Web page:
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title: 'The Day book. (Chicago, Ill.) 1911-1917, December 28, 1916, LAST EDITION, Image 12',
meta: 'News about Chronicling America - RSS Feed',
Image provided by: University of Illinois at Urbana-Champaign Library, Urbana, IL
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SHOULD IVES BE PAID WAGERS?
BY WINONA WILCOX
"Think of the industries included
in keeping house!" admonished Mrs.
Francis Neilson of England, in a re
cent lecture in Boston. "Child rear
ing, cooking, baking and preserving,
cleaning, laundering, mending and
pressing, sewing and first aid.
"Marriage is the hardest way theB"i
is of earning one s living.. Marriage
is an occupation, Mrs. Neilson there
fore argues, and wives ought to be
The above list, however, suggests
that marriage is ten occupations and
the question flashes, "Ought a wife
to draw a salary for each?"
If not, which employments should
be eliminated altogether?
Of would it be wise to throw a
few extras in for good measure?
Or should they be paid for by the
piece, so rrhjch for a new baby, so
much for nursing Johnny through
the measles, so much for canning
the. tomatoes, and so much for the
Or should employment be grouped,
as any two for $5 a week, or 50 a
month for half a dozen assorted?
This, subject never gets tiresome,
because discussions about money
cause a large per cent of divorces
and most of those marital troubles
which make pay day look like a na
tional calamity in many a home.
But no matter how much it is dis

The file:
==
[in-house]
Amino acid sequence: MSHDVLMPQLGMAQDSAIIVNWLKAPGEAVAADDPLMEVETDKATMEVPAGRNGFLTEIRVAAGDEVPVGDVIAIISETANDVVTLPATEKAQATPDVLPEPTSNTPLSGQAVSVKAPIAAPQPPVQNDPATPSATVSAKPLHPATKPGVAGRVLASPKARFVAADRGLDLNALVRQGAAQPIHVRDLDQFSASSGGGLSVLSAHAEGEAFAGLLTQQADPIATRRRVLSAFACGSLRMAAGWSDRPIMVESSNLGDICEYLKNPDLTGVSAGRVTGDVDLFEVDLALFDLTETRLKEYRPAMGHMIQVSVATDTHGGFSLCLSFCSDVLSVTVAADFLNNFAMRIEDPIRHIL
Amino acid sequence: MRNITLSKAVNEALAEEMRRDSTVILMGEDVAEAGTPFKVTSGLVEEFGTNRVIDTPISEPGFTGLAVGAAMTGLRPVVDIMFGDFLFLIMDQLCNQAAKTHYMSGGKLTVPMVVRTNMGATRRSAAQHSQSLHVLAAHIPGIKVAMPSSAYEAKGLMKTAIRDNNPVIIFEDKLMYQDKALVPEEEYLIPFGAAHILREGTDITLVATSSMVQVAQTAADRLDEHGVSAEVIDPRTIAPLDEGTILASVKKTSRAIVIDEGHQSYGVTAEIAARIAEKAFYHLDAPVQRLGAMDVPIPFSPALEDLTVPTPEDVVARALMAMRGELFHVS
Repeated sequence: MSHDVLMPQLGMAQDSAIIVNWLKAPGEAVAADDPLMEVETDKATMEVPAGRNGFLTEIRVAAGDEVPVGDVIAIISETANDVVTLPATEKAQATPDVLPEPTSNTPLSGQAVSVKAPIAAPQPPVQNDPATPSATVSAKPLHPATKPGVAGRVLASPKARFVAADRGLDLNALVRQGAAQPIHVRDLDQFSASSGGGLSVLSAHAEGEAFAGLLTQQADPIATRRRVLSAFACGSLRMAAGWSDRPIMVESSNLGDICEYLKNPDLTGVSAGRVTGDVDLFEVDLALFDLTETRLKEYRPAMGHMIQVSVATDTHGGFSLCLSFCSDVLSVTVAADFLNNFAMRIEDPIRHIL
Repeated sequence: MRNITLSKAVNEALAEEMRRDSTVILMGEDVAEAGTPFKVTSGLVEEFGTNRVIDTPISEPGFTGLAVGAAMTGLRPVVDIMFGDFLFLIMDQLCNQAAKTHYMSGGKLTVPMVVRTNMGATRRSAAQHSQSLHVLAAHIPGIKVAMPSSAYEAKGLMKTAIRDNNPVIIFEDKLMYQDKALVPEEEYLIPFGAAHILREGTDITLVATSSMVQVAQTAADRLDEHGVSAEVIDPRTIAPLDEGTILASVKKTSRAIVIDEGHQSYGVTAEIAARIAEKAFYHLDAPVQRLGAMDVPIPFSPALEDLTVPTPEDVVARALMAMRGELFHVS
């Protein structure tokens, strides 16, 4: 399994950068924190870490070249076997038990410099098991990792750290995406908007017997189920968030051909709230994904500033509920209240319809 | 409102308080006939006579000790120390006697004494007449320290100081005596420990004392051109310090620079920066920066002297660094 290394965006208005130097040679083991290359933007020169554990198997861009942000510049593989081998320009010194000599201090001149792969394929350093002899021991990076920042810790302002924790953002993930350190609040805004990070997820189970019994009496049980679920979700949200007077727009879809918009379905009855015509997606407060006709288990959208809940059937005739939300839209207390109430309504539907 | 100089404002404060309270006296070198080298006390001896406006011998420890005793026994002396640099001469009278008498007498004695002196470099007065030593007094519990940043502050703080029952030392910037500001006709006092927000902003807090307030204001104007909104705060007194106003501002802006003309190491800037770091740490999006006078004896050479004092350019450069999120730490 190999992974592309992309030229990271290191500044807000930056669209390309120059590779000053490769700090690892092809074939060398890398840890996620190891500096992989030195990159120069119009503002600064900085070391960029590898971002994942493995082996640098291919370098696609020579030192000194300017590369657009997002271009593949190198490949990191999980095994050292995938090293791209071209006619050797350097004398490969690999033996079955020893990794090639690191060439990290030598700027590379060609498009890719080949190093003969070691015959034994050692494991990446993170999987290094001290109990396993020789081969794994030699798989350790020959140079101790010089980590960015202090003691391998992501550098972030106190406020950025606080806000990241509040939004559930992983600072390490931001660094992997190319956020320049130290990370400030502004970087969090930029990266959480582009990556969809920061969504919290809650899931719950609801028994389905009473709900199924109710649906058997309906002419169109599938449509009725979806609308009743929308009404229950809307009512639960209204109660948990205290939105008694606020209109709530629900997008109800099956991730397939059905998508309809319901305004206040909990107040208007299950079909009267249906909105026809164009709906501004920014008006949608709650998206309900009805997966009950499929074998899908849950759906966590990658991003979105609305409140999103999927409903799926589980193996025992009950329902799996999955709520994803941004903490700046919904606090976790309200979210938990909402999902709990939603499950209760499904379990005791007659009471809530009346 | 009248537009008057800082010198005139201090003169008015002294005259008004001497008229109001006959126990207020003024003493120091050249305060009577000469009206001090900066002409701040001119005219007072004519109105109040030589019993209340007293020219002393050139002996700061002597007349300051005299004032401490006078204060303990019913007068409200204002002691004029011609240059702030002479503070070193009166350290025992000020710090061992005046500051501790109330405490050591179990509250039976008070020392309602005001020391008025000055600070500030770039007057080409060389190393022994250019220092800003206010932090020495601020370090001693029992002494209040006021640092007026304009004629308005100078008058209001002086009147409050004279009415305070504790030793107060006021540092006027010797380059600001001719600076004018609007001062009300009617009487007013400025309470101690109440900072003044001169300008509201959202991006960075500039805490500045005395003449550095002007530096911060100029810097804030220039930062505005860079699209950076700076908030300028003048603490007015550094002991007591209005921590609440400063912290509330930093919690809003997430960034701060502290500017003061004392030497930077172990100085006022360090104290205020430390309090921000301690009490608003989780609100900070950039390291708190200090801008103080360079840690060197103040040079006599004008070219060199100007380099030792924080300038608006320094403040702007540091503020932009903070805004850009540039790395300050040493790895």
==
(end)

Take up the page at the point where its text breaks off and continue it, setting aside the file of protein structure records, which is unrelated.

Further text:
cussed, it never gets settled because
nobody has been able to answer
questions like the above, while any
body can add a dozen "occupations"
to the list In fact, that is just the
trouble. When a wife starts out to
compute the worth ofher services
she treats each household art, as if
it were quite unrelated to any other,
and as if she were compelled to carry
all of them on every day of her life.
But no woman in her senses bakes
the-day she washes, nor does she can
fruit in the Christmas season.
Child bearing is, of course, a spe
cialty, but who is brave enough to
set a price on it? The mother who '
can do so certainly ought to have her
money, for she is not qualified to ap
preciate the finqr rewards of mater
nity. Wages for wives? Wages for hus
bands are not enough to include a
fair salary for a devoted wife and
mother. The best men know this,
the best wives never think about
wages at all.
But all men are not good to some
a wife is a slave. And some excel
lent women wh,o wouldn't think of
questioning a husband's honesty,
never let their husband open their
own pay nevetepes which Is slavery
Wages will never reconcile a wife
to scrubbing floors. -Taking the
cooking out of the kitchen will not
satisfy any women who believes'
marriage is the hardest way of earn
ing a living. Living in a family ho
tel never .yet stopped domestic dissensions.
Y ' Finances never yet made trouble
between a man and a woman-who
l6ye .each other. What the sad mar
riage world needs is not wages for
wives, but more ideal love.
BOYS' BROTHERHOOD PLANS TO
PUT CHICAGO ON TRIAL
The Boys' Brotherhood Republic
elected the following officers for the
coming year: Mayor, Ralph Good
man; city clerk, Saul Bragen; city
treasurer, Joseph Willens; city judge,
Oscar'Nudelman; chief of police, , Hy
It has been the belief with agreat
many pf the brotherhood boys .that
"if tried before a iudge and." jury of
boys the city of Chicago would be
found guilty of a crime against boy
hood." The newly-elected city judge
plans to carry out this idea through
a trial, by boys, of Chicago, in th
near future. ,